Egypt to host Arab leaders ahead of Annapolis talks

Efforts to bring Saudi King Abdullah and Assad to gathering fail, apparently due to the ongoing political crisis in Lebanon.

November 21, 2007 16:58
2 minute read.
Egypt to host Arab leaders ahead of Annapolis talks

mubarak 224.88. (photo credit: AP [file])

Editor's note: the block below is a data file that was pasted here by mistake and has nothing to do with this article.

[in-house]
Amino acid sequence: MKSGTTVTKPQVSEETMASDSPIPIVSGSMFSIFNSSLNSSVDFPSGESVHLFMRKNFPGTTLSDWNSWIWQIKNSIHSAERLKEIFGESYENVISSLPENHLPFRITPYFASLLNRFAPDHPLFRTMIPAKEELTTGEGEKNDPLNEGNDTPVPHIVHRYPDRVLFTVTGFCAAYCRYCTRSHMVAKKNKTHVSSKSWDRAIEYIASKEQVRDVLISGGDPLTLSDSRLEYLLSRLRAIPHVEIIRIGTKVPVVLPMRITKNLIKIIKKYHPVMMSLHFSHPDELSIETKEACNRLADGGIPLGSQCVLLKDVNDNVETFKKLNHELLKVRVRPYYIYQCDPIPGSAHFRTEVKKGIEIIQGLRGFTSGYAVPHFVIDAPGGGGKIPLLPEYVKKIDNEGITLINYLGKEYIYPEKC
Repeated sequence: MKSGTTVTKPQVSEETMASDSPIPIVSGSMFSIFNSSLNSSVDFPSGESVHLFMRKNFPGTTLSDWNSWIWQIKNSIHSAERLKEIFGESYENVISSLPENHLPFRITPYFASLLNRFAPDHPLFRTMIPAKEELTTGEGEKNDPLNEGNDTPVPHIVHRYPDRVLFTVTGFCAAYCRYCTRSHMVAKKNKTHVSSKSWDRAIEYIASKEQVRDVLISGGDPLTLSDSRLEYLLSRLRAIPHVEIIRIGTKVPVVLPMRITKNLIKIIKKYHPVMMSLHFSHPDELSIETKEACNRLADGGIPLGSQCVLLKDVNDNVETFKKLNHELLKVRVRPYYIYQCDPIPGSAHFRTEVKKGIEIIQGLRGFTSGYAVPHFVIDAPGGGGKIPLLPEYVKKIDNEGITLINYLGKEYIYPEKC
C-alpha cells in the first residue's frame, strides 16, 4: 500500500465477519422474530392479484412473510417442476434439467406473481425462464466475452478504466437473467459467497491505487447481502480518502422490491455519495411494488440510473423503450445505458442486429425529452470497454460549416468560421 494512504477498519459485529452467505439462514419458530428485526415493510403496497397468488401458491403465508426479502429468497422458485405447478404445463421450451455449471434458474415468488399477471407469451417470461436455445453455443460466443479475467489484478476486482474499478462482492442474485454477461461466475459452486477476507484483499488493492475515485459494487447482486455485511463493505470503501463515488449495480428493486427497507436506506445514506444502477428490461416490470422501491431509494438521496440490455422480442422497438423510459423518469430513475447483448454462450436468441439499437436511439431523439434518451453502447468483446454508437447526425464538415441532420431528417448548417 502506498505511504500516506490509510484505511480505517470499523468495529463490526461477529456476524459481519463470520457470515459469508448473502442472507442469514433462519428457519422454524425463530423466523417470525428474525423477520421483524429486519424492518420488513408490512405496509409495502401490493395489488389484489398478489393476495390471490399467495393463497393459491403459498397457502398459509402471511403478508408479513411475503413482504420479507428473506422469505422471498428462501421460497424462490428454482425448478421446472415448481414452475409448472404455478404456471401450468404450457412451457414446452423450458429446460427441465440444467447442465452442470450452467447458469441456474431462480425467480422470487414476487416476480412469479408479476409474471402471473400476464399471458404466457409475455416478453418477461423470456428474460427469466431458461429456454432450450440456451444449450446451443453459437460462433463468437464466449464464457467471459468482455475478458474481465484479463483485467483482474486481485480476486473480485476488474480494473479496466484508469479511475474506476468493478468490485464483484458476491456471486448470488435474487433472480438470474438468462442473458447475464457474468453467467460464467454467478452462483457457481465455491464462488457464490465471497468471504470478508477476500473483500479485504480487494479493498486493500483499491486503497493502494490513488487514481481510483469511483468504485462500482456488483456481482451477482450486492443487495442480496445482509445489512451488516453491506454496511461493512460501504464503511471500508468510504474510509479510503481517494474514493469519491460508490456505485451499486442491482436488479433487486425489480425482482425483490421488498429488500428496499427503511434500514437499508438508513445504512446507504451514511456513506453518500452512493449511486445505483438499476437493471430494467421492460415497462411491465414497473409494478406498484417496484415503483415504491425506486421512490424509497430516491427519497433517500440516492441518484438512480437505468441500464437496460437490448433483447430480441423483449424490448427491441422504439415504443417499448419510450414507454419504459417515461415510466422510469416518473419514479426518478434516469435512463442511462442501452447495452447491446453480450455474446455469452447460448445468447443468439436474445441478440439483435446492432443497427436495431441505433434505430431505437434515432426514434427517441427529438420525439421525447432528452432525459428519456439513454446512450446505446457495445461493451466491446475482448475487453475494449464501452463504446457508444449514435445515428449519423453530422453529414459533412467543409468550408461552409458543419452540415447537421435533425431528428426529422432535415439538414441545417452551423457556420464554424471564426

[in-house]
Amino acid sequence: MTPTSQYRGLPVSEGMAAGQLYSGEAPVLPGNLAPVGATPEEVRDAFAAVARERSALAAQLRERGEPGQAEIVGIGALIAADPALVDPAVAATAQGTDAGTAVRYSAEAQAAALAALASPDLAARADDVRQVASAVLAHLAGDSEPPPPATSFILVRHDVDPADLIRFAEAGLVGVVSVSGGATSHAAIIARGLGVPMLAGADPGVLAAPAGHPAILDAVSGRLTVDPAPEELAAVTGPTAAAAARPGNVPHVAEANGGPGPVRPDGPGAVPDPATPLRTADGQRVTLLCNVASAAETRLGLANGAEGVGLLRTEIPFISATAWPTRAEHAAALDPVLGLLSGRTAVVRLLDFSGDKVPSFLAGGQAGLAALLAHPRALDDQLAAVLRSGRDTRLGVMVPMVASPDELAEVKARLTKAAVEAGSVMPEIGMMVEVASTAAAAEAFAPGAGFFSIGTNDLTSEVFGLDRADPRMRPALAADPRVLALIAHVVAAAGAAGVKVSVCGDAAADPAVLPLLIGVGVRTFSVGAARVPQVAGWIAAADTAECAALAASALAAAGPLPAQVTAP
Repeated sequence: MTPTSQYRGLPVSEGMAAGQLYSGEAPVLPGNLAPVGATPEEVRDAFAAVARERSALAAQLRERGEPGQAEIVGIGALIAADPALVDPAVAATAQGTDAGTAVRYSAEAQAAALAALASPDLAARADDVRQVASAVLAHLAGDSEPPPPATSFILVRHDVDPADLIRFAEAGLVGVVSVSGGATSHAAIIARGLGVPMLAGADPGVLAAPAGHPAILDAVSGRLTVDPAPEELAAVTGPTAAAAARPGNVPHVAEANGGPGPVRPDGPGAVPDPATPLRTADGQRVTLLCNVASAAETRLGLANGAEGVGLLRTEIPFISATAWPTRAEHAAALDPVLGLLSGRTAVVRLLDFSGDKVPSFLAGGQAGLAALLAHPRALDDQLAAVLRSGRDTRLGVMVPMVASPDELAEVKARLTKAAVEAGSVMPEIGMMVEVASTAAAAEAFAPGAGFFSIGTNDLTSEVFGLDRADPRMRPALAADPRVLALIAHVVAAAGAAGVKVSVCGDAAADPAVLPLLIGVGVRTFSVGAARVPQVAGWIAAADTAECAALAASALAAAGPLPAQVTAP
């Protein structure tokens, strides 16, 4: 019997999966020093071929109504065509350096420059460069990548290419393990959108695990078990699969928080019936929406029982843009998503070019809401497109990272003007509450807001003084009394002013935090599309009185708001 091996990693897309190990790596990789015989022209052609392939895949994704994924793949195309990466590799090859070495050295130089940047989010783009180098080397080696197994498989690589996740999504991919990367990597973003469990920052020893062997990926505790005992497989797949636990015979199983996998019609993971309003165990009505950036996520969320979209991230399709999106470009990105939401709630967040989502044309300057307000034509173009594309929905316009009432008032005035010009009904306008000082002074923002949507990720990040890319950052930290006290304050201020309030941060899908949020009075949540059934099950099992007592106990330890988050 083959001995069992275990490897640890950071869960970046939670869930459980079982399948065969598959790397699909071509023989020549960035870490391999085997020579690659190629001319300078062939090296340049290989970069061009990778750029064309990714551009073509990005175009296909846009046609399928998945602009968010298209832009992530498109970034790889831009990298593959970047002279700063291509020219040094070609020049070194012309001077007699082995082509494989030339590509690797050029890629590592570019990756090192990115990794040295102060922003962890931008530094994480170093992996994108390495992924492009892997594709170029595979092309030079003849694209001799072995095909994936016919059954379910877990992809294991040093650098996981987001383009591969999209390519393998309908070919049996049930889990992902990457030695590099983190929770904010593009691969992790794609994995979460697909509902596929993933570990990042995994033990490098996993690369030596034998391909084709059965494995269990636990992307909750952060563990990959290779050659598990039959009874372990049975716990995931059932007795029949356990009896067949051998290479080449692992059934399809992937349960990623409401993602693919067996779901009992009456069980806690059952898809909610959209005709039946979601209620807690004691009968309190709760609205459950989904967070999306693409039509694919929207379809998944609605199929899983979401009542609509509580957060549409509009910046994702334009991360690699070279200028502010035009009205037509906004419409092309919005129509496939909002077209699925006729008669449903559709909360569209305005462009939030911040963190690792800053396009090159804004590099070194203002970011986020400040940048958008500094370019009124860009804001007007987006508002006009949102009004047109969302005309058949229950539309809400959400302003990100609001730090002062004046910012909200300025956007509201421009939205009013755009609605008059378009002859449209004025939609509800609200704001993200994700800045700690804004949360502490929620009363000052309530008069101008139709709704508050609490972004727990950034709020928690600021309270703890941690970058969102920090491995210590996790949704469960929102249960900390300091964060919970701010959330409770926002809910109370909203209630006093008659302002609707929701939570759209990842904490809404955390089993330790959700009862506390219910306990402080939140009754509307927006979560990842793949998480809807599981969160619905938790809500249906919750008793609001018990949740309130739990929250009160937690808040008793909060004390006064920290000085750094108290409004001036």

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In a flurry of diplomatic activity ahead of a key US-sponsored Mideast conference, Egyptian President Hosni Mubarak said Wednesday he will be holding talks with the leaders of Jordan and the Palestinians in the Red Sea resort town of Sharm el-Sheik. Efforts to bring Saudi King Abdullah and Syrian President Bashar Assad to the Thursday gathering to make an Arab mini-summit failed apparently due to the ongoing political crisis in Lebanon in which the two countries back opposing sides. Mubarak was organizing the gathering ahead of an important Arab League ministerial meeting in Cairo in which Arab countries are expected to announce whether they will attend Monday's conference in Annapolis, Maryland. For its part, Egypt confirmed its attendance to the Annapolis meeting in a statement Wednesday saying Foreign Minister Ahmed Aboul Gheit would attend "within the framework of Egypt's enduring keenness to extend any possible support for the Palestinian cause." The Israelis and Palestinians are expected to present a joint statement on resuming peace talks at Annapolis, yet less than a week before their delegations are to arrive in the United States, the document exists only in vague form. Following talks in Amman, Jordan on Wednesday with King Abdullah II, Palestinian President Mahmoud Abbas told reporters that there is a document under discussion which could be finalized later "especially, that we are in the last hour of the negotiations, and it is normal that we face some problems and obstacles." For his part, the king urged Israel to adopt positive positions which would lead to a lasting and comprehensive solution in the region and called on Israel to deal with the Syrian and Lebanese tracks, especially the issue of the Golan Heights, and seize the opportunity to solve the Arab-Israeli conflict. In the Arab world, there has been great suspicion of the conference, with many nations questioning the Bush administration's ability to forge peace, particularly between two leaders weakened by internal political turmoil. After initially expressing skepticism over the conference, Mubarak has since endorsed it and worked on hammering out an Arab consensus ahead of the talks. Mubarak's spokesman Suleiman Awad said Mubarak would meet Thursday with the Jordanian monarch and Abbas in Sharm. He would likely hold separate talks with each, though there could be a three-way summit, Awad said, dismissing earlier reports that Syria and Saudi Arabia would attend as well. An Arab diplomat said Egypt had sought to bring in the Saudi and Syrian leaders as well, but the two were too involved in Lebanon's presidential succession crisis to journey to Sharm el-Sheik. The diplomat spoke on condition of anonymity because he was not authorized to speak to the press. So far, Egypt, Israel and the Palestinians are the only Mideast players that have announced their attendance at the US conference in Annapolis, though Jordan is also sure to attend. The two main question marks are Saudi Arabia and Syria. The kingdom, under intense US pressure to attend, has not committed to sending a high-level delegation, holding out for a promise that the conference will set a timetable for Israeli-Palestinian negotiations to tackle the toughest issues of the conflict. Syria has said it will only attend if the conference also addresses its track of the peace process with Israel, centered on its demands for the return of the Golan Heights.

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